In the end, two songs illustrate the best and worst sides of Pepper's approach, for the way that it blows up the Beatles' magnetism and emotional depth to the point that they are more explicit and bombastic than ever. A sad song called "She's Leaving Home" is attempted and is probably the most atrocious cut on any of the group's eleven proper studio albums. It's so saccharine as to be nearly unlistenable -- Martin's strings for "Yesterday" are comparatively subtle; the "Leaving Home" musicians were arranged and conducted by Mike Leander -- and the sort of thing you hoped they'd never do, but it fits in with the thinking-man's approach to their work because it allows easy interpretation without ambivalence or anger. It's just a sad story told in a direct fashion with no disagreeable "rock music" elements to distract from the weepy violins and projectile-vomit-worthy vocal execution. This is the kind of pop the stuffy elder statesmen could appreciate. Not for them the navel-gazing openness of "I'm a Loser" or the irony-free, powerful declarations of "Here, There, and Everywhere." They prefer an overblown song about a runaway that takes the side of the parents until opining bizarrely that "Fun is the one thing that money can't buy."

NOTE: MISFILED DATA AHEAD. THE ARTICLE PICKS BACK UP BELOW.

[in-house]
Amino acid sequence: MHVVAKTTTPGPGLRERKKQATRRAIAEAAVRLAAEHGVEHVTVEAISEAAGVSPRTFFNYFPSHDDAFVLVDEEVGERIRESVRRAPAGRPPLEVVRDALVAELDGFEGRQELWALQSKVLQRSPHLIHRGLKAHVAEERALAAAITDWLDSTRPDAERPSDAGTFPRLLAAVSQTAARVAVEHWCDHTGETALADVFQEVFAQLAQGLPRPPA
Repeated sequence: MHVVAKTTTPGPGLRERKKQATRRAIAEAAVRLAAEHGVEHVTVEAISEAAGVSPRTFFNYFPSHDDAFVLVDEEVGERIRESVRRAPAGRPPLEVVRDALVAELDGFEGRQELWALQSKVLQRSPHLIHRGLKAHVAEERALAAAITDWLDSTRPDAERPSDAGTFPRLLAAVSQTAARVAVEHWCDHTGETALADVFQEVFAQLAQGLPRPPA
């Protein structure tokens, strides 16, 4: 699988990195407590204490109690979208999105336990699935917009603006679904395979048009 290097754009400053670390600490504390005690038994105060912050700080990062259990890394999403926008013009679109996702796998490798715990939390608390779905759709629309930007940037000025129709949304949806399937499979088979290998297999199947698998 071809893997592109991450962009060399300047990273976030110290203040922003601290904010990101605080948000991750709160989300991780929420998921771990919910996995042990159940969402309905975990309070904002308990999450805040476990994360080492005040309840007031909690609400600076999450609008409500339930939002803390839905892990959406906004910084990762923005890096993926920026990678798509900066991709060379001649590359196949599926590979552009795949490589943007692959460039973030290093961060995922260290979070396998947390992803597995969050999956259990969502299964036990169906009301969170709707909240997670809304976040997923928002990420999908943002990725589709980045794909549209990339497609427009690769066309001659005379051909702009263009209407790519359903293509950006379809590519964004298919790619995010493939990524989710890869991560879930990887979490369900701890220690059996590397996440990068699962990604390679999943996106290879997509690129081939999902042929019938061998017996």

Yet at the end of the day, all is forgiven via "A Day in the Life," which snaps John Lennon back into focus at last -- though it's a collaboration, with its bridge written entirely by Paul -- and, while it isn't comparable to either "Strawberry Fields" or "Penny Lane" by a longshot, finds the Beatles taking the opportunity for some kind of a satiric, all-encompassing statement of purpose and rebuke of the very mainstream culture Brian Epstein had once meant the Beatles to infiltrate. It's a chilling critique of "modern life," sung from the same outsider perspective via John as "She Said, She Said" and his other recent drug songs. Paul, meanwhile, mockingly interjects with a depressing portrait of the meaninglessly bustling life of the everyday worker, something from which all four Beatles had narrowly escaped and to which, through their upbringing, they still held much sympathy. Like the closing songs on the last two Beatles albums, it feels like a glare into the void, one without the easy respite of a simple answer aside from the hope of being, somehow, "turned on"; Lennon's wish to provide this to the listener is the subject of the ghostliest moment in his incalculably gorgeous lead vocal, and Martin's stroke of genius of dramatizing the song's mixture of despair and mystery with a harsh, building crescendo of monstrous strings (not once but twice) provides its narrative thrust, even if it fails to make Lennon's vague wishes for escape (not just for him but for everyone) any more conclusive. And Lennon and/or McCartney's famous vocal on the bridge tells the same story in a way, but without words, without even the explicit lamenting of the band's thematically similar "Eleanor Rigby." This is a moment when the curtains part briefly and we're permitted a glimpse of what the Beatles really think about the world they float above and survey, and it's an unsettling and powerful picture indeed... and the sort of thing no other band, no other producer, nearly no other artist, could accomplish. "Tomorrow Never Knows" might have been more jarring and violent, but "A Day in the Life" is simultaneously as beautiful and as disturbing as any song ever laid down in the rock idiom.